Salon is serializing a new science fiction novella, Themepunks, by Cory Doctorow. The story takes place in the very near future and features blogger Andrea Fleeks as the narrator and major agent of change in a riveting story that I could not stop reading. Cory knows his subject. He makes this story so real that it is like experiencing virtual reality. He hold your attention even in the presence of an overwhelming barrage of embedded advertisements, (See Disclaimer at end.)
The book is about a post-dotcom boom and bust, built on the ready availability of commodity hardware and open source code. It concerns itself with the lives of a blogger working for the San Jose Mercury, a team of visionary tech entrepreneurs, the CEO of Kodak/Duracell, a shanty town of Florida squatters, and a large cast of media people and other sharks.
Salon magazine has begun to serialize the book, and they will publish a section every Monday for ten weeks. When the whole thing is done, Tor will publish it between covers, but Cory took the opportunity to do what Dickens did — write a novel in serial form just a few weeks ahead of his readers.
His choice of an abandoned mall in Hollywood, Florida, as the location of an unlikely industrial renaissance is perfect.
When I read his novella, it was like deja vu all over again. In the Seventies, I was part of a startup which took over a partially abandoned shopping center a half-hour north of Hollywood, Florida.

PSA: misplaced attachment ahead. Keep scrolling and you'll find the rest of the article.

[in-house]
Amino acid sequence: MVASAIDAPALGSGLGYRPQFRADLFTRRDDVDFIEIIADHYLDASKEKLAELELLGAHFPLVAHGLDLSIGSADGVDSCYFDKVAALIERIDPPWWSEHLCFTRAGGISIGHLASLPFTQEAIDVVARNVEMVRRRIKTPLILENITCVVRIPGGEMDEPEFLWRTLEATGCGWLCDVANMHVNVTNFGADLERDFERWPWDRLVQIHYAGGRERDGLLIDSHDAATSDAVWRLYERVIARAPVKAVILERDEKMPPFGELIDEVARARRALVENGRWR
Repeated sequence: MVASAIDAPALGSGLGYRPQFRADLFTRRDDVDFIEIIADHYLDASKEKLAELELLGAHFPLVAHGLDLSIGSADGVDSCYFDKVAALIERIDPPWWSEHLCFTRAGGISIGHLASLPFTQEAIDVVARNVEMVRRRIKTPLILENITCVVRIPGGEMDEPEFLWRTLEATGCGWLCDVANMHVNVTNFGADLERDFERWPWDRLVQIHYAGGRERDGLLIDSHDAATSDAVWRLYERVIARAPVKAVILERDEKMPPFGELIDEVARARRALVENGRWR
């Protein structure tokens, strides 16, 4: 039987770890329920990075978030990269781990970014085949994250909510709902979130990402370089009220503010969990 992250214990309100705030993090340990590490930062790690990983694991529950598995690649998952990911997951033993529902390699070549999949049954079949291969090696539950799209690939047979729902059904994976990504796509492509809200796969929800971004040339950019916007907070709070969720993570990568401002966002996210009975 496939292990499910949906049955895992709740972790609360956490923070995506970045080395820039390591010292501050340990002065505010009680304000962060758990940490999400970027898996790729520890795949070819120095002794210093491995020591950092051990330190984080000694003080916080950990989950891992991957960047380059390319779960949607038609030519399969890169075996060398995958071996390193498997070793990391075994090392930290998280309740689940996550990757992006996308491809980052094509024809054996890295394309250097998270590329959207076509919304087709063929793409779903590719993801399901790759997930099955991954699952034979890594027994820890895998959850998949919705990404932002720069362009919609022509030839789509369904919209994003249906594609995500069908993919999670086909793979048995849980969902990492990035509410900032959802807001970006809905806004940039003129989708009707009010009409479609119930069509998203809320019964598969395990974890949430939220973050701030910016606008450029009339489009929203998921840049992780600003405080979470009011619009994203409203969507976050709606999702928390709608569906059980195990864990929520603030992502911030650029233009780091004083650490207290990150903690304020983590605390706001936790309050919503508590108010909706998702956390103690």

We eventually we had a hundred people and three Gardner-Denver wiring machines turning out computer systems before we moved to larger quarters.
Cory’s use of a journalist/blogger as the narrator is a master stroke. I am hooked. Cory has my attention for the rest of the series.
The only downside to reading the Salon serialization is the crude and intrusive use of advertisements. To get to the story in the first place, you may have to wade through one of the lamest surveys I have ever taken. You can bypass much of it by clicking on the skip button, but you are deluged by multiple ads on every page of the story.
Savvy marketing people will be using this expensive and embarrassing effort by Salon and Marriott as a classic example of how to alienate prospects. Obviously no one at either company bothered to read the novella and see what the ad frequency looked like.
Removing 75-80% of the ads would make for a more normal content/ad balance.
I would be interested in your comments, because I think this could be a viable model for generating revenue, if the advertisers weren’t so greedy as they are here.